Portrait of Maria II (1819-1853), Queen of Portugal (1826-1828; 1834-1853), 1846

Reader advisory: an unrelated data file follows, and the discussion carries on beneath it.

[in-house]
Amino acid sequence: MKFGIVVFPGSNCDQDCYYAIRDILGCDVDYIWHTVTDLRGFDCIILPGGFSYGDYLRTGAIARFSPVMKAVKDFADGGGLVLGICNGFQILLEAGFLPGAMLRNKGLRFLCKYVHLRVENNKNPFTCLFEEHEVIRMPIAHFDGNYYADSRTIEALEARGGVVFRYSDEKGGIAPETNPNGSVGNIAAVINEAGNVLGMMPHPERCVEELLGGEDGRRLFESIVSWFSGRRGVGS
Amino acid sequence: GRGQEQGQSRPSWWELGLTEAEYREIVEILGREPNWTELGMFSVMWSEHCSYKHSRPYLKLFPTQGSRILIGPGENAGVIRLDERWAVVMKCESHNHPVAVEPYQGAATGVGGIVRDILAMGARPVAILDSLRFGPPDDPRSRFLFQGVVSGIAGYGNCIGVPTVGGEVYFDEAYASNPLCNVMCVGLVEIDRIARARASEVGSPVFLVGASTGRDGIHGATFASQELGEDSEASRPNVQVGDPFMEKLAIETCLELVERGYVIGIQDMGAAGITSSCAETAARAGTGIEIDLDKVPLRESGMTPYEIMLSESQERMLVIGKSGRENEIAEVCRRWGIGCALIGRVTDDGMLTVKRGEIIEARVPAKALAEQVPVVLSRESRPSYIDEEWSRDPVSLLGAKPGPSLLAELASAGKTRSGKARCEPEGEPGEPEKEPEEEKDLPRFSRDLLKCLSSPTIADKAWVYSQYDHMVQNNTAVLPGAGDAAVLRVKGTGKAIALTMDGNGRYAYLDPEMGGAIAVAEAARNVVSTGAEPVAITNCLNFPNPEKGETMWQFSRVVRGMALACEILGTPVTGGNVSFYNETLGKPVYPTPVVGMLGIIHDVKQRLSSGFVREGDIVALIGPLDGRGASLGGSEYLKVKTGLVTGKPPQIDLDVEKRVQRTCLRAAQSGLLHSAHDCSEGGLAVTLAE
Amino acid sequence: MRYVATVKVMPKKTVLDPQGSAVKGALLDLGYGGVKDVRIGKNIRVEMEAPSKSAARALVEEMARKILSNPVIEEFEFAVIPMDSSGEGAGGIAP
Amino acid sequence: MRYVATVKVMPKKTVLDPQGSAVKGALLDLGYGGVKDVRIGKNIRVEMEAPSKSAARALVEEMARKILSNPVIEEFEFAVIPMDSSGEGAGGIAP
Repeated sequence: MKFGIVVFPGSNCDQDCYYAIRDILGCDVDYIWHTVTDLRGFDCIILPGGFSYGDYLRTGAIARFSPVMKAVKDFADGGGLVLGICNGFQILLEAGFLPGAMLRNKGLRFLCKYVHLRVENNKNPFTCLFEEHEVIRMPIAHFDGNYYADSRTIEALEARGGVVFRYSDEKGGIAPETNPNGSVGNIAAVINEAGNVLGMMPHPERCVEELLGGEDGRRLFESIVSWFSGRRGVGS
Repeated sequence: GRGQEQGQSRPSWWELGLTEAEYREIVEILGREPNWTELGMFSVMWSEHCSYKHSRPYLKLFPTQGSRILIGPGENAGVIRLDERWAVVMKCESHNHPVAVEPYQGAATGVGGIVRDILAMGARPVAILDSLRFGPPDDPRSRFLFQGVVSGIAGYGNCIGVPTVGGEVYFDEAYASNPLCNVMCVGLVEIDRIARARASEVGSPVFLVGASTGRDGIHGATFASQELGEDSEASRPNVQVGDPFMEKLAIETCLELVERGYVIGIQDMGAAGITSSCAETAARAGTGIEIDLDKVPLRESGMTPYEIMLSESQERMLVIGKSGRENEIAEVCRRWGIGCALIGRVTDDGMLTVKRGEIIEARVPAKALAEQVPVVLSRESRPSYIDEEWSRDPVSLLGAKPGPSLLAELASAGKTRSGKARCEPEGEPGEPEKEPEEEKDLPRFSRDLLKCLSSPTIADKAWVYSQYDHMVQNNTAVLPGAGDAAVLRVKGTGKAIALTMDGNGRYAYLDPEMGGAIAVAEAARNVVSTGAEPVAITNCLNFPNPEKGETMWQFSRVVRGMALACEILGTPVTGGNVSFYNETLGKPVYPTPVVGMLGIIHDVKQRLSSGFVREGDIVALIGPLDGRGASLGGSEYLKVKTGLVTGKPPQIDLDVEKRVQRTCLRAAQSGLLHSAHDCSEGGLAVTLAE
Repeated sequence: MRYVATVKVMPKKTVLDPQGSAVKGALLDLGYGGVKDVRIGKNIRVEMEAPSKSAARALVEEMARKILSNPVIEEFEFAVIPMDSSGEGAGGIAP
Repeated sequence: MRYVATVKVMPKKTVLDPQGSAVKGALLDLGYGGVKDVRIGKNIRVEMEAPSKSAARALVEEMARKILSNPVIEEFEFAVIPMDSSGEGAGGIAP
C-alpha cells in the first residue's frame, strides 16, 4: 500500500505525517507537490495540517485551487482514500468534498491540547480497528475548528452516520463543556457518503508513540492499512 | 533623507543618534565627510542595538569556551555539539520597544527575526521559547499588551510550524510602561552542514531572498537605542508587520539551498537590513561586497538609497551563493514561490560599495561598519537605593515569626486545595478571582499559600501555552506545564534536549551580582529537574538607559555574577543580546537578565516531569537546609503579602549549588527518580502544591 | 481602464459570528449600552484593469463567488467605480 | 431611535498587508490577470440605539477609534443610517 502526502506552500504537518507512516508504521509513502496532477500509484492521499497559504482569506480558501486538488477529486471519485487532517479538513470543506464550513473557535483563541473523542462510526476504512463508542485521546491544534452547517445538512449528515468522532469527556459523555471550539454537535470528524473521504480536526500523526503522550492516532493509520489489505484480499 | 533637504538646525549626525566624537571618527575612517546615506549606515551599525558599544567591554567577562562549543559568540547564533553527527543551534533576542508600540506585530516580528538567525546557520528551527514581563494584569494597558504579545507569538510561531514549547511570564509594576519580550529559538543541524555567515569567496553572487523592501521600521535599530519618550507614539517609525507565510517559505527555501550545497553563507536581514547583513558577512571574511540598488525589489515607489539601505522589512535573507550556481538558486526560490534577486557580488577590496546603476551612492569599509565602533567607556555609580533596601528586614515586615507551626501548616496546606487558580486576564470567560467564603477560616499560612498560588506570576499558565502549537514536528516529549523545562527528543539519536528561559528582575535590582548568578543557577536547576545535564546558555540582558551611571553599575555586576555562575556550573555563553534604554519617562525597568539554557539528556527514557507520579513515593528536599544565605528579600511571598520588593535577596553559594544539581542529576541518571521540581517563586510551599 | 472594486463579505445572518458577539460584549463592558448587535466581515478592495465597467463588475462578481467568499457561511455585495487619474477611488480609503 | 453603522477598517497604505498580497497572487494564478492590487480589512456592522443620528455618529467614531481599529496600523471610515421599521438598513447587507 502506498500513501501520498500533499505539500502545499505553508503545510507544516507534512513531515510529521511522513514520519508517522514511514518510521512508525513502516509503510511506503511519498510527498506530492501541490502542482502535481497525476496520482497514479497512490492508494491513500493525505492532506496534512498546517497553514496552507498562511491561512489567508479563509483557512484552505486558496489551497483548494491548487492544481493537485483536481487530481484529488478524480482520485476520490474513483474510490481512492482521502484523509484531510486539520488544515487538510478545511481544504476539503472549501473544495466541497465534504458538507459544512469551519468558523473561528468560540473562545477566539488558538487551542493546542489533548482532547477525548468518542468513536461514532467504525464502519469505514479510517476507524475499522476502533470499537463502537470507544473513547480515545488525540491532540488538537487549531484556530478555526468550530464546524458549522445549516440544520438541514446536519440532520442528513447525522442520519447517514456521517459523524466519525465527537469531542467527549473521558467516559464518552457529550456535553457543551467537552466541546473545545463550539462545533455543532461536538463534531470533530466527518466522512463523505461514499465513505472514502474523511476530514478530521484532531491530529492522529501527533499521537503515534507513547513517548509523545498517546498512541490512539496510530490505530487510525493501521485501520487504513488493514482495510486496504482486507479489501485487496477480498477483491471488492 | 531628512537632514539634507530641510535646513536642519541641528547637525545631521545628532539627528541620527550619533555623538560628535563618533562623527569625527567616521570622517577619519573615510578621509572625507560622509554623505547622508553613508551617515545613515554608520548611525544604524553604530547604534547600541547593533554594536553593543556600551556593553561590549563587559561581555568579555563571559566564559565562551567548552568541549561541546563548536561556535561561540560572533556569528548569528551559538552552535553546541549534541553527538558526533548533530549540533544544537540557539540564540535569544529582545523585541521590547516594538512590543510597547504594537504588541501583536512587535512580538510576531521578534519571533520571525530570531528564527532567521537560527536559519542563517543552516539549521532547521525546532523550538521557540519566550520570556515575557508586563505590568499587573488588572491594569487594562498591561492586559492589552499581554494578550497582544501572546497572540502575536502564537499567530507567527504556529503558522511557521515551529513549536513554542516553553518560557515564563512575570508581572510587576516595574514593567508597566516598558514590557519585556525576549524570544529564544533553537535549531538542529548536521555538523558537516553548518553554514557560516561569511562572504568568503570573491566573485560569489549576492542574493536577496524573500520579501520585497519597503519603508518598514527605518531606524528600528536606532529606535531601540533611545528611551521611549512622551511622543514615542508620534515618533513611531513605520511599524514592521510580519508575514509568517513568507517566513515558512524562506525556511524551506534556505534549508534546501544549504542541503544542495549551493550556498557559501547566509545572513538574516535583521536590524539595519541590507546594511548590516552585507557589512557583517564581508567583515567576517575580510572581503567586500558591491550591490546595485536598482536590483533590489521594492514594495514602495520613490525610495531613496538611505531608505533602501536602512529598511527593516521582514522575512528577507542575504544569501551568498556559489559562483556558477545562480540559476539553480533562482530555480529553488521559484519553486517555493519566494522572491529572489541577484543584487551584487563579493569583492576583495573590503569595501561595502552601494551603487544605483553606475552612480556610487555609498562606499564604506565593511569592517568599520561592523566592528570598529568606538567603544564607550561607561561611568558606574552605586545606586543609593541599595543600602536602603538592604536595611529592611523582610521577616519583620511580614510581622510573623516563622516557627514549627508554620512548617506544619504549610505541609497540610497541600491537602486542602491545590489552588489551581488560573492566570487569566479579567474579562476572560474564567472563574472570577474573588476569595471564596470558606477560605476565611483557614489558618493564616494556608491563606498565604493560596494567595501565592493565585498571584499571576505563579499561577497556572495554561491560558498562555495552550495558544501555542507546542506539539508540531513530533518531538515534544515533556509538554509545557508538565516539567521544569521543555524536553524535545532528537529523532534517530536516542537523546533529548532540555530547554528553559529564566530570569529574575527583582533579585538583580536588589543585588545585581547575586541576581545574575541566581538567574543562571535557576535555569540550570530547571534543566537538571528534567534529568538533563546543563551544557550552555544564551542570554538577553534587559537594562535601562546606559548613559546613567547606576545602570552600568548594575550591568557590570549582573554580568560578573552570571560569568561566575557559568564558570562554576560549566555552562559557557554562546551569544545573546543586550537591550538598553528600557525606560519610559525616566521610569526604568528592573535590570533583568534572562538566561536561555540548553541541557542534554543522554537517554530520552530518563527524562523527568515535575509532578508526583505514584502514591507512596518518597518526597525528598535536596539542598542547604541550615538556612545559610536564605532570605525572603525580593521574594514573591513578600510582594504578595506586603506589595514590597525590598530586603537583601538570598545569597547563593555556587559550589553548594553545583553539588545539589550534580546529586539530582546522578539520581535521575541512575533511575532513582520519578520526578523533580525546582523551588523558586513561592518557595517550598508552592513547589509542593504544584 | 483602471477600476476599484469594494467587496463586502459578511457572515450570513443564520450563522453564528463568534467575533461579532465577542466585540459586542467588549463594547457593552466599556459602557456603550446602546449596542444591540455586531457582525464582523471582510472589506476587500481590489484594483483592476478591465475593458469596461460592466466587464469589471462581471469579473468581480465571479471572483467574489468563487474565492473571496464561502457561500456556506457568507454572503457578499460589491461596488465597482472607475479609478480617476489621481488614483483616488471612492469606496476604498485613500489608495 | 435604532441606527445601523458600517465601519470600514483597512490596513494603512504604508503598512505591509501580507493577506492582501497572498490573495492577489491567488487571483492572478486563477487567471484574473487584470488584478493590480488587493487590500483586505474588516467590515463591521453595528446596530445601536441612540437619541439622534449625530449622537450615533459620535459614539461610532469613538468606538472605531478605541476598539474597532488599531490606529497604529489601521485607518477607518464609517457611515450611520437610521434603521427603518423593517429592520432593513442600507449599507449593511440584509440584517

Maria II (Portuguese: Maria II de Portugal; 4 April 1819 – 15 November 1853) was Queen regnant of the Kingdom of Portugal and the Algarves from 1826 to 1828, and again from 1834 to 1853. Born in Rio de Janeiro, she was the first child of Emperor Pedro I of Brazil and his first wife, Empress Maria Leopoldina and thus a member of the House of Braganza. One of the two surviving child born when Pedro was still Prince Royal of the United Kingdom of Portugal, Brazil and the Algarves, she inherited Portuguese titles and was placed in the line of succession to the former Portuguese throne, even after becoming a member of the Brazilian Imperial Family, from which she was excluded in 1835 after her definitive ascension to the Portuguese throne. Maria II was born Maria da Glória Joana Carlota Leopoldina da Cruz Francisca Xavier de Paula Isidora Micaela Gabriela Rafaela Gonzaga at 4 April 1819 in the Palace of São Cristóvão in Rio de Janeiro, Kingdom of Brazil. She was the eldest daughter of the Prince Pedro de Alcântara, future King of Portugal as Pedro IV and first Emperor of Brazil as Pedro I, and his first wife Maria Leopoldina (née Archduchess Caroline Josepha Leopoldine of Austria), herself a daughter of Francis II, Holy Roman Emperor. She was titled Princess of Beira upon her birth. Born in Brazil, Maria was the only European monarch to have been born outside of Europe, though she was still born in Portuguese territory. The death of Maria's grandfather, King João VI, in March 1826 sparked a succession crisis in Portugal. The king had a male heir, Pedro, but Pedro had proclaimed the independence of Brazil in 1822 with himself as Emperor. The late king also had a younger son, Miguel, but he was exiled to Austria after leading a number of revolutions against his father and his liberal regime. Before his death, the king had nominated his favourite daughter, Isabel Maria, to serve as regent until "the legitimate heir returned to the kingdom" — but he had failed to specify which of his sons was the legitimate heir: Pedro, the liberal Emperor of Brazil, or Miguel, the absolutist exiled prince. Most people considered Pedro to be the legitimate heir, but Brazil did not want him to unite Portugal and Brazil's thrones again. Aware that his brother's supporters were ready to bring Miguel back and put him on the throne, Pedro decided for a more consensual option: he would renounce his claim to the Portuguese throne in favour of his daughter Maria (who was only seven years old), and that she was to marry her uncle Miguel, who would accept the liberal constitution and act as a regent until his niece reached majority. Miguel pretended to accept, but upon his arrival in Portugal he immediately deposed Maria and proclaimed himself king, abrogating the liberal constitution in the process. During his reign of terror, Maria traveled to many European courts, including her maternal grandfather's in Vienna, as well as London and Paris.
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